If you look at any magazine in your local grocery checkout line, you're bombarded with messages of instant weight loss, celebrity weight loss, and images of thin models and celebrities. I don't have to tell you that our culture is very weight obsessed. Add in the health crisis related to the obesity epidemic and the results are a society where weight discrimination is the only acceptable form discrimination.
Recently, Time magazine ran a cover story about New Jersey governor Chris Christie with a picture of his profile and the headline, "The Elephant In the Room". I'm sure the headline refers to his political party. However, isn't it ironic that an obese politician is compared to an elephant? Time magazine would never run a cover story hinting insults at someone's race, gender, or sexuality. Weight is an area that isn't off limits to late night comedians or jabs by the media.
We all have heard the saying, "You can never be too rich or too thin". I completely disagree with that. This type of thinking is why the diet industry is a billion dollar industry and the number of women and men with eating disorders continues to rise. None of this is new in 2013. It's been ingrained in all of us for years that thin is better. That message is heard more than messages about lowering blood pressure, cholesterol, or controlling blood sugar. It's not about health. It's about appearance.
Here's some news....thin doesn't equal healthy and fit. Studies have shown that overweight individuals with high aerobic fitness levels are much healthier than thin individuals with low levels of aerobic fitness. In fact, thin individuals with low levels of fitness have twice the risk of death than their fit but overweight counterparts. Should a person who is considered by appearance to be overweight, but has healthy joints, normal blood pressure, cholesterol, and glucose levels be encouraged by their doctor to lose weight? I have relatives who were thin, but were heavy smokers and died at a young age. They never exercised a day in their life. So thin doesn't mean a person is healthy!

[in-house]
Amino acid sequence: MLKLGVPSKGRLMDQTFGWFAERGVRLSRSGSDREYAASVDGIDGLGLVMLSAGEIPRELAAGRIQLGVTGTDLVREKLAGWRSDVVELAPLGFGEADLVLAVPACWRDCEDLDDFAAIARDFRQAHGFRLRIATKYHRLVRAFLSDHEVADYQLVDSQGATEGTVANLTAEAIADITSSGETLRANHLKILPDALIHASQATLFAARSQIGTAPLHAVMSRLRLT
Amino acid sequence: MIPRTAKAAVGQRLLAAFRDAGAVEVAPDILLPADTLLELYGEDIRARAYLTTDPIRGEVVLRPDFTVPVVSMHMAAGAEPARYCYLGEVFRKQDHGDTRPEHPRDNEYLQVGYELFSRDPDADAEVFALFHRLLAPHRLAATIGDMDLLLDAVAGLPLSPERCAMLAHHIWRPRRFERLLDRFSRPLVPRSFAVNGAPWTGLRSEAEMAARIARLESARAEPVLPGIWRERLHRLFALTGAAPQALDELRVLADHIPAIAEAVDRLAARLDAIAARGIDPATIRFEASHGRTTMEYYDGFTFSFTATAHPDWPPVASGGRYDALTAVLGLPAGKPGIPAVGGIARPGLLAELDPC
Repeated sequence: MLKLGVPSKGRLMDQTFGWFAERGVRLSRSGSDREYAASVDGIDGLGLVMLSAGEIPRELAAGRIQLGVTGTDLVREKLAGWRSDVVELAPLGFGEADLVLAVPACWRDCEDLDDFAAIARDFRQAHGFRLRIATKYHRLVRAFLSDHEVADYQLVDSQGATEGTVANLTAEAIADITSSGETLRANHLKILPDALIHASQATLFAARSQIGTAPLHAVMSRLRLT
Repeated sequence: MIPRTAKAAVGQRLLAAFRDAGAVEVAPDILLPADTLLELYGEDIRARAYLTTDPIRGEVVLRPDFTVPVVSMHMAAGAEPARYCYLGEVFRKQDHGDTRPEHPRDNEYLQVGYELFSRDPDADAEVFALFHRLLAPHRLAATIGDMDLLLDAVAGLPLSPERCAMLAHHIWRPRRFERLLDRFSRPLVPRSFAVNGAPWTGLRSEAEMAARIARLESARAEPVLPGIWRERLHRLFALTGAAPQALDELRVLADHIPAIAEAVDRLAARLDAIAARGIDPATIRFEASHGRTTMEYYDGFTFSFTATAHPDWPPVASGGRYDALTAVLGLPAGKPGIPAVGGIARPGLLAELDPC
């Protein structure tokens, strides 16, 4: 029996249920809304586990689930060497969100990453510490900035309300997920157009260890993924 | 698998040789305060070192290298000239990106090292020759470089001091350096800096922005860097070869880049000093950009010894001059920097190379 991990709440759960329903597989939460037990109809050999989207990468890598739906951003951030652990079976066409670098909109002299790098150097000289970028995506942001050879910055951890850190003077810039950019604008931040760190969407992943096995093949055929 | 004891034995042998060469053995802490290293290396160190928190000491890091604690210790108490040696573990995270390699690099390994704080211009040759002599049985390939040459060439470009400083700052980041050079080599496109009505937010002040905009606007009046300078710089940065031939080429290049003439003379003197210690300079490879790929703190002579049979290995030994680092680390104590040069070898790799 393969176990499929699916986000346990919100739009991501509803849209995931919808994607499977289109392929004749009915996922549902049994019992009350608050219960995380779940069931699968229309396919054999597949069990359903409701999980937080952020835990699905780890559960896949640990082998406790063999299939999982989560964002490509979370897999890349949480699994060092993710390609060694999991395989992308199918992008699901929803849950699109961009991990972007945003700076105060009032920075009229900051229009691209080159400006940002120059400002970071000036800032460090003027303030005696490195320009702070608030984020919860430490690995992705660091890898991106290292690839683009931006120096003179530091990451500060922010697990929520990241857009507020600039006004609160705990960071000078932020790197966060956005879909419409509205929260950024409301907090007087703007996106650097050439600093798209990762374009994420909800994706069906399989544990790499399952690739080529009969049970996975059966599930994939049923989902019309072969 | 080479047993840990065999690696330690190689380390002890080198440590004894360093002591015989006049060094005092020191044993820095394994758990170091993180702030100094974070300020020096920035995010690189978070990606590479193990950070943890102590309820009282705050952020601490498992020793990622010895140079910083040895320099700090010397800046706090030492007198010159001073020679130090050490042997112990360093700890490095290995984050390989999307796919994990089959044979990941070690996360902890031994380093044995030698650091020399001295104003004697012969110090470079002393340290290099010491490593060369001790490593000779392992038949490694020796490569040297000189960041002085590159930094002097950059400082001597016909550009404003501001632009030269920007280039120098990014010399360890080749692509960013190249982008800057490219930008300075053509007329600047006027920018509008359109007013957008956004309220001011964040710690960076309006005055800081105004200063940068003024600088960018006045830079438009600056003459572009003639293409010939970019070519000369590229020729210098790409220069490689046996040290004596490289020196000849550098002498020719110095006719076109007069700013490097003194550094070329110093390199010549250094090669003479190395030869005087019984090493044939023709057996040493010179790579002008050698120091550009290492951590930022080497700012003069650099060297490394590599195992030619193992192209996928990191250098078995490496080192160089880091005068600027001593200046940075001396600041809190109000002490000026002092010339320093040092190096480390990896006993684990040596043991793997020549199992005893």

What is healthy? Eating a well balanced diet, getting physical activity every day by moving more, reducing stress, being positive, not smoking, controlling blood pressure, cholesterol, and blood sugars. Will that result in weight loss? Possibly. Not all of us are supposed to be thin but we should and can be healthy. Don't compare yourself to the magazine cover or even the person next to you at the gym. Be proud of your strong thighs and broad shoulders. Be healthy!
Today is not only the first day of November. It is also the beginning of the season when we make every excuse to "start after the holidays".
Procrastination is part of most of our lives, but especially our health. We'll start exercising or eating right tomorrow. We always have a reason that we can't start now. This time of year the reason is Thanksgiving, or Christmas, or New Year's Eve. We give ourselves that "New Year" goal. However, isn't every day an opportunity to start again? Every day that we are allowed to wake up is a new beginning. Yesterday is in the past. We can't go back and change what we did or the mistakes we made. We can change what we will do today!
The holidays shouldn't be an excuse to procrastinate. After all, there will always be some special occasion coming up. After New Year's Eve, we'll blame the Super Bowl party, or Valentine's Day, or Easter, or Great Aunt Tildy's birthday! No one is perfect all of the time. We can do our best to enjoy special occasions and still maintain control when it comes to eating. We can move our bodies every day.
Stand out from the crowd. Be different. Don't wait until January. Start now!
As I look back at the previous two weeks of the Pilates challenge, there are two things I have discovered. One is how Pilates changes your body in so many ways, not just core strength. I've always been very aware of my posture. My grandmother had severe Kyphosis, also known as "hunchback" and I never wanted to end up like that. However, as my day goes on and I begin to feel fatigued, my posture can suffer. Pilates is very much about posture. During some of the workouts, I would be reminded of ballet classes when I was a child. Ballerinas are known for long, graceful bodies. Many of the exercises stress lengthening the spine, lengthening the body. I feel an inch taller when I leave class and it makes me more aware of my posture throughout the day. That's a great benefit!